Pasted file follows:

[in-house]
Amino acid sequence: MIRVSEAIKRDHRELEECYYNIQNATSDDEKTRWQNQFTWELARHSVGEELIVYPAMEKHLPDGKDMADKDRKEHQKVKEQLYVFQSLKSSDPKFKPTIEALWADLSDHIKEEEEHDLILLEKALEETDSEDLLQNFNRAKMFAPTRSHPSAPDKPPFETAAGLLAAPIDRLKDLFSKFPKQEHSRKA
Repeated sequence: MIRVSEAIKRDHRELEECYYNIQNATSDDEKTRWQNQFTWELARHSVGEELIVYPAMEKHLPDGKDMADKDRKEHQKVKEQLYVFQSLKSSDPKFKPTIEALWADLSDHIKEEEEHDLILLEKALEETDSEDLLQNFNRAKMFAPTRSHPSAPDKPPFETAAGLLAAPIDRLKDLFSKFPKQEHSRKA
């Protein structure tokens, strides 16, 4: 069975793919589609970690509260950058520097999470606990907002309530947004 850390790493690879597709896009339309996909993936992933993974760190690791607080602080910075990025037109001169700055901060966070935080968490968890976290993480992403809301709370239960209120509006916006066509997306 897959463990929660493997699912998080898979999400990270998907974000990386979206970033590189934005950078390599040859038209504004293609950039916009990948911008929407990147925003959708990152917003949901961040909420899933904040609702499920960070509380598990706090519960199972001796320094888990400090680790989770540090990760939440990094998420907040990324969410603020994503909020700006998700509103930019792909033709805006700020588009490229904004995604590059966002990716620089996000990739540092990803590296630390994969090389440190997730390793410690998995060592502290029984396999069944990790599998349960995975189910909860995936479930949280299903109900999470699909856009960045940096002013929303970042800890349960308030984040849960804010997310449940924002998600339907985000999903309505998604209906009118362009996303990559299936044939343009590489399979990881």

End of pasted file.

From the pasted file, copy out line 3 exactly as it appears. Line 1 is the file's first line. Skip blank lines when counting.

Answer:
Repeated sequence: MIRVSEAIKRDHRELEECYYNIQNATSDDEKTRWQNQFTWELARHSVGEELIVYPAMEKHLPDGKDMADKDRKEHQKVKEQLYVFQSLKSSDPKFKPTIEALWADLSDHIKEEEEHDLILLEKALEETDSEDLLQNFNRAKMFAPTRSHPSAPDKPPFETAAGLLAAPIDRLKDLFSKFPKQEHSRKA